Thank you so much for a great event!
Sutton Park School, primary and secondary (1995-2008), Trinity College Dublin, Zoology degree (2008-2012), Trinity College Dublin, Zoology PhD (2012-now)
I have a Zoology degree from Trinity College Dublin (B.A. Mod.). I’m currently in the second year of my PhD in Zoology with the plan of finishing in 2015 – then I can put Dr. in front of my name :)
I’ve worked in labs at Trinity; a genetics lab studying cow DNA and a neuroscience (brain studies) lab which works with fruit flies – so I know how to dissect a fly’s brain! I also worked at the University of Cambridge for a summer studying how the eyespots on butterflies’s wings help them to scare away bird predators.
I’m a PhD student in the Zoology department at Trinity which means that I am doing my own research project under the guidance of my supervisor. It’s a great job because you can decide what you want to do and there’s plenty of time to help out with teaching while still being a student yourself.
The Zoology Department in Trinity College. My PhD research is funded by a scholarship from the Irish Research Council
Favourite thing to do in science: I’ve always been fascinated by the incredible, beautiful diversity of the natural world. I love finding out new facts about how animals work and trying to figure out why they have evolved to be the way they are.
My Work: I study weird mammals from Madagascar called tenrecs which look like shrews and hedgehogs but are actually more closely related to elephants!
I’m interested in the ecology and evolution of animals; where they live and what makes them the way they are today.
Tenrecs are a weird family of mammals from Madagascar. They have lots of quirky traits including one species which holds the record for most babies produced by any mammal (up to 32 in one litter!) and another species that uses specialised spines on their backs to make sounds (see them in action here http://www.youtube.com/watch?v=W9kJKu4cpXM). Tenrecs look like other more familiar animals such as moles, shrews, hedgehogs and otters. But tenrecs are actually more closely related to elephants and aardvarks than they are to shrews or hedgehogs!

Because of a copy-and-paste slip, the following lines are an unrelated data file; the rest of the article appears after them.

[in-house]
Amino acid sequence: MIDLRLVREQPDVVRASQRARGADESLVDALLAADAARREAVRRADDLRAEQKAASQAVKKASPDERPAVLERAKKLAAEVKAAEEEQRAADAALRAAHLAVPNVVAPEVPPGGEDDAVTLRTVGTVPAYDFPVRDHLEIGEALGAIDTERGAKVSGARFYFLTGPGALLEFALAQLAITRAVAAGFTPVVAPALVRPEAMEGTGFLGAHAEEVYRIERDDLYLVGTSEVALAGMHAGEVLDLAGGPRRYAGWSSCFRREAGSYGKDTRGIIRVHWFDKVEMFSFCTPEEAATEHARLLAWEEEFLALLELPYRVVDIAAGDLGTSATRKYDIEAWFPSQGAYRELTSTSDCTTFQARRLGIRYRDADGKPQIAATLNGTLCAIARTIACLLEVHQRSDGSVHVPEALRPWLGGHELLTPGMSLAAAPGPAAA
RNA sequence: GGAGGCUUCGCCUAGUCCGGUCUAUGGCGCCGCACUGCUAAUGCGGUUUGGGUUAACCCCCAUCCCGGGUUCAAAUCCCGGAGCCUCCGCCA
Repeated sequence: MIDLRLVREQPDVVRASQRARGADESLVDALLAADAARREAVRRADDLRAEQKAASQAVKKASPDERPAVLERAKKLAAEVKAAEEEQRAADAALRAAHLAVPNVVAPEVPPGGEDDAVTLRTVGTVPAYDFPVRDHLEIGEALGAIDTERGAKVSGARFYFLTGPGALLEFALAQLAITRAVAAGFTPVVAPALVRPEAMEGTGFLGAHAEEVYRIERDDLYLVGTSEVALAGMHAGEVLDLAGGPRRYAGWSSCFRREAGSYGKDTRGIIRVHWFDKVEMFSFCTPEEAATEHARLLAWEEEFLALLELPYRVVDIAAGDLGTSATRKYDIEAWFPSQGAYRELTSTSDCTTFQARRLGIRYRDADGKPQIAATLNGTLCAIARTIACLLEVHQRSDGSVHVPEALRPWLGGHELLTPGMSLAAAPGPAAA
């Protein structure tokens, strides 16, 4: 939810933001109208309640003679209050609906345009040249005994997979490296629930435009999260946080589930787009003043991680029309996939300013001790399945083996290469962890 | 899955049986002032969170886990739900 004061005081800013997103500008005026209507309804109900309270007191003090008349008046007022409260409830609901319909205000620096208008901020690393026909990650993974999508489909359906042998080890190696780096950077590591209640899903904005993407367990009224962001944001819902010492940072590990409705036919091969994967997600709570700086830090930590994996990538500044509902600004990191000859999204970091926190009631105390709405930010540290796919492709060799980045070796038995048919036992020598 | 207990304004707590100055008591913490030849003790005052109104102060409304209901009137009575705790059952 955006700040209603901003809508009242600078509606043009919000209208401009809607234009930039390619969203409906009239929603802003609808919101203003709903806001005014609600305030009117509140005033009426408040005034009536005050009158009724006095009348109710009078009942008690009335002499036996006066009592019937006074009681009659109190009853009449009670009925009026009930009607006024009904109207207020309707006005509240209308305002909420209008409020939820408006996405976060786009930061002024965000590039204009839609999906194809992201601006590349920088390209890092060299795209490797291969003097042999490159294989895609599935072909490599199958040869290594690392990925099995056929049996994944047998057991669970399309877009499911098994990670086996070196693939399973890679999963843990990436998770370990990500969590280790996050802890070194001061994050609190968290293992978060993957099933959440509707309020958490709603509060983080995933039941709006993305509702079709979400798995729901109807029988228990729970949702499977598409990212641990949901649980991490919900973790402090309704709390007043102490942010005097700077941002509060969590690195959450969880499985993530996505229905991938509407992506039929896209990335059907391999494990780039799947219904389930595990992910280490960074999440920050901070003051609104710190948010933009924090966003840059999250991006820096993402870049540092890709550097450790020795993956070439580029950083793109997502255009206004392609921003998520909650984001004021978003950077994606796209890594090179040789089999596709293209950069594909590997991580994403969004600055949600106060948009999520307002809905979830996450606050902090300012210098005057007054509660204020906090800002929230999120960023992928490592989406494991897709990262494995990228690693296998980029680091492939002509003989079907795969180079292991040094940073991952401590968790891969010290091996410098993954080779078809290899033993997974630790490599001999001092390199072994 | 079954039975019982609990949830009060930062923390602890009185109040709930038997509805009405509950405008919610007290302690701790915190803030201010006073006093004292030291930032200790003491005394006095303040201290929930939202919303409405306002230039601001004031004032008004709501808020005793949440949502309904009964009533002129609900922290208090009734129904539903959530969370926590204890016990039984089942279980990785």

I’m interested in studying why tenrecs have evolved to be so similar to other species which are only very distant relatives. I measure the physical similarities among tenrecs and other mammals and to find out whether animals that look alike also tend to live in similar environments. These questions will help me to figure out why tenrecs have evolved to be so diverse and why they are so unlike their close relatives.
To study physical similarities among tenrecs and other mammals I take measurements and photographs of museum specimens. This means spending a lot of time working with collections of dead animals – but they’re usually kept in some pretty interesting museums so there are lots of perks from traveling between different cities. I’m also hoping to travel to Madagascar next year to study some tenrecs in the wild so that won’t be too bad either…
My Typical Day: An interesting mix of reading papers, writing articles, analysing data, discussing wacky science ideas and then a spot of dancing in the evening :)
One of the best things about doing a PhD is that you’re in charge of how to spend your time and free to mix together lots of different activities. If I’m in the Department, a typical day might include reading scientific papers, meeting with other students and staff to discuss new research projects, working as a demonstrator in an undergraduate practical class and analysing my own data using computer statistics programs. I also enjoy writing articles for our department’s blog http://www.ecoevoblog.com/ and a “weird and wonderful animal” series for science spin magazine http://www.sciencespin.com/.
I work in an office with four other PhD students and am lucky to be in a very friendly department where everyone helps with each others’ work and makes plenty of time for trips to the pub. I’m usually in the office from around 9 to 6 and then evenings are spent catching up with friends, swimming or dancing!
This year I’ve also spent a lot of time away from Trinity working at various natural history museums in the UK and USA. Then I spend my days measuring and photographing the skulls, limbs and skins of small mammals while evenings and weekends are free for exploring beautiful cities, or, in the case of New York and London, going to see as many musicals as I possibly can!
What I'd do with the money: I would give it to our Department’s Zoology museum to help improve the visitor experience for school students and members of the public.